ZANGIABAD, Afghanistan—A captured Taliban rifle dangling at his side, commander Sultan Mohammed swaggers through a bomb-cratered district that was once a hornet’s nest of insurgents, symbolizing a rare Afghan military triumph where US forces failed.
Panjwai was one of the centerpieces of US President Barack Obama’s 2009 troop surge ambitiously aimed at crushing the Taliban, but the southern district soon became a poster child of the failed intervention.
Strongmen including Mohammed, the Panjwai police chief with a reputation for brutality, in recent years did what the Americans could not—tame the insurgent haven that had come to be known as the “blood fountain”.
The Taliban are now out of sight in the district in Kandahar, pomegranate orchards stand on fields once awash with land mines, and poppy farms that boosted militant coffers are just a memory.
“When US forces were here, the Taliban were within one kilometer of their bases. Now they aren’t even within 100 kilometers,” Mohammed said, trailed by armed loyalists.
“We did what American soldiers could not—rid the area of the Taliban.”
To get a full measure of the turnaround, juxtapose Panjwai against the turmoil convulsing the wider region, increasingly drawing Nato troops back into the conflict a year after their combat mission ended.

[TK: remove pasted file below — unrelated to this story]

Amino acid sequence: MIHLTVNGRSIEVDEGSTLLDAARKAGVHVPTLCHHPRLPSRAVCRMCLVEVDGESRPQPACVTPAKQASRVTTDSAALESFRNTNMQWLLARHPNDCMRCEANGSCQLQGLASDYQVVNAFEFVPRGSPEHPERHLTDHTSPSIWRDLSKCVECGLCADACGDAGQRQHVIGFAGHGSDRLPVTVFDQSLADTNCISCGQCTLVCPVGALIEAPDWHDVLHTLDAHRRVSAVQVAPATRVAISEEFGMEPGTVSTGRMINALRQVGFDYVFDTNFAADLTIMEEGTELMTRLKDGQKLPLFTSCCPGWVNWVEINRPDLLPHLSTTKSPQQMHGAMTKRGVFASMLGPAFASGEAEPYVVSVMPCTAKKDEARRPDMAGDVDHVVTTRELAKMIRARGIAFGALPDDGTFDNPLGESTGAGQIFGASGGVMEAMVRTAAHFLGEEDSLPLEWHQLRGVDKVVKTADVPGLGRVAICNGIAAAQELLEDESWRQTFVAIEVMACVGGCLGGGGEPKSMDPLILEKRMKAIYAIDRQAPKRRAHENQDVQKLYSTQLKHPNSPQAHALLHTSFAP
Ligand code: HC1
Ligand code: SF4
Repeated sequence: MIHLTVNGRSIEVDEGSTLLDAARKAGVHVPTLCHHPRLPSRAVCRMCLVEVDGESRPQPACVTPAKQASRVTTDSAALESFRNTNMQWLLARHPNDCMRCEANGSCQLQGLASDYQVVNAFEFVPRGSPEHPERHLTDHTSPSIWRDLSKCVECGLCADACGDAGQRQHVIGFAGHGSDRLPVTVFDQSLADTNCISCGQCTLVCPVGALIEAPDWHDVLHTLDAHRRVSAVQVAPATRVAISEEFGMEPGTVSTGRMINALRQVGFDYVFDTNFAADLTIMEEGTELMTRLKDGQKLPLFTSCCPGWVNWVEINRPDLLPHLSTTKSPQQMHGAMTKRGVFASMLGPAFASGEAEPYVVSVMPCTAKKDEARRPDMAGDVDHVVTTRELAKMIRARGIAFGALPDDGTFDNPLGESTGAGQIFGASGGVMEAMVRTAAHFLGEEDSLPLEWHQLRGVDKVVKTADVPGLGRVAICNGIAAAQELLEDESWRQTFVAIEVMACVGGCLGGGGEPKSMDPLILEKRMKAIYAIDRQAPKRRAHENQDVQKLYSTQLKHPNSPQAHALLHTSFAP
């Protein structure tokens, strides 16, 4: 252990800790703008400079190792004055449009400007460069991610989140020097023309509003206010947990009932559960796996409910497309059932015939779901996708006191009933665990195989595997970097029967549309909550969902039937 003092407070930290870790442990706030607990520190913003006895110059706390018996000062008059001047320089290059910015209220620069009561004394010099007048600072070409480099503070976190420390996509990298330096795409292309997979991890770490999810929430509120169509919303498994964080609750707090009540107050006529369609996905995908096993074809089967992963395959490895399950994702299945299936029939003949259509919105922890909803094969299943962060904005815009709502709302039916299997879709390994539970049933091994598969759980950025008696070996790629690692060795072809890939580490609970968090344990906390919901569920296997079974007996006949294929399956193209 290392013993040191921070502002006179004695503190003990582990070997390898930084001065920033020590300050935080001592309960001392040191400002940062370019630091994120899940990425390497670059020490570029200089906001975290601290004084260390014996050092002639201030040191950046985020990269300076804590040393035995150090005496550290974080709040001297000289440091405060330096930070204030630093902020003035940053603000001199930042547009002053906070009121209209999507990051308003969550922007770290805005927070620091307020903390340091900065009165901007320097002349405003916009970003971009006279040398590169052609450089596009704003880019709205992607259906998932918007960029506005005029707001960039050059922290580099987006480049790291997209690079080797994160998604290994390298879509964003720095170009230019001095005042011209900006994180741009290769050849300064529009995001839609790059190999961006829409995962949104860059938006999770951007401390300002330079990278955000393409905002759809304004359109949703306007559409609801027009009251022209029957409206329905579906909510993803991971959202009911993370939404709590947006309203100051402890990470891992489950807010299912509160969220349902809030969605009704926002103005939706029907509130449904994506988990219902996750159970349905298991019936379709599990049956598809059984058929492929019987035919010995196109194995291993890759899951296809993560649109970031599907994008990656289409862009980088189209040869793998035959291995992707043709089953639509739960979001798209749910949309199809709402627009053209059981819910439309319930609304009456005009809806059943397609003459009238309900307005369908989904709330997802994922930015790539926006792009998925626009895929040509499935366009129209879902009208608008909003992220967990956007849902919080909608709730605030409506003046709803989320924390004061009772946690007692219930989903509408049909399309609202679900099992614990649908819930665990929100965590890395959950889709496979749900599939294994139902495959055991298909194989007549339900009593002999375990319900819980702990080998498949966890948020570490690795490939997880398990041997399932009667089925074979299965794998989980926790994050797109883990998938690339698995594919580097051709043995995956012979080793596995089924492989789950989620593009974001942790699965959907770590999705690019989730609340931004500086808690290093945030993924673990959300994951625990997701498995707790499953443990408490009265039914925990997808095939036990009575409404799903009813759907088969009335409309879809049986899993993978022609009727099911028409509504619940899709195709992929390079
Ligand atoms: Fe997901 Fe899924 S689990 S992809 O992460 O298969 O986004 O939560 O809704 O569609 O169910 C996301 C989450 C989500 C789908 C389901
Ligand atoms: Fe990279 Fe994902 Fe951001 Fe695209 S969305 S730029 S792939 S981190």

The neighboring opium-rich Helmand, Afghanistan’s largest province, is teetering on the brink of collapse.
Overstretched Afghan troops are retreating from the volatile southern districts, ceding swathes of key areas to the Taliban.
And conflict-induced displacement is edging towards a new record as the Taliban now control more territory than in any year since 2001.
Panjwai offers a striking contrast: children in schools learning algebra instead of a Taliban curriculum, grape farmers tending their vines even after sundown, and once-wary visitors jaunting around on pheasant-hunting trips.
The transformation of Panjwai, the birthplace of the Taliban movement, defies the common perception that Afghan security forces—bedeviled by high casualties and desertions—cannot stand alone without Nato backing.
To its advantage, observers say Panjwai is not a messy froth of tribal and economic dynamics. And unlike the neighboring districts gripped by violence, it does not fall on a major drug trafficking route.
“Being a backwater has helped Panjwai achieve detente that has seen many local insurgent fighters return to farming,” a Kabul-based Western official told AFP.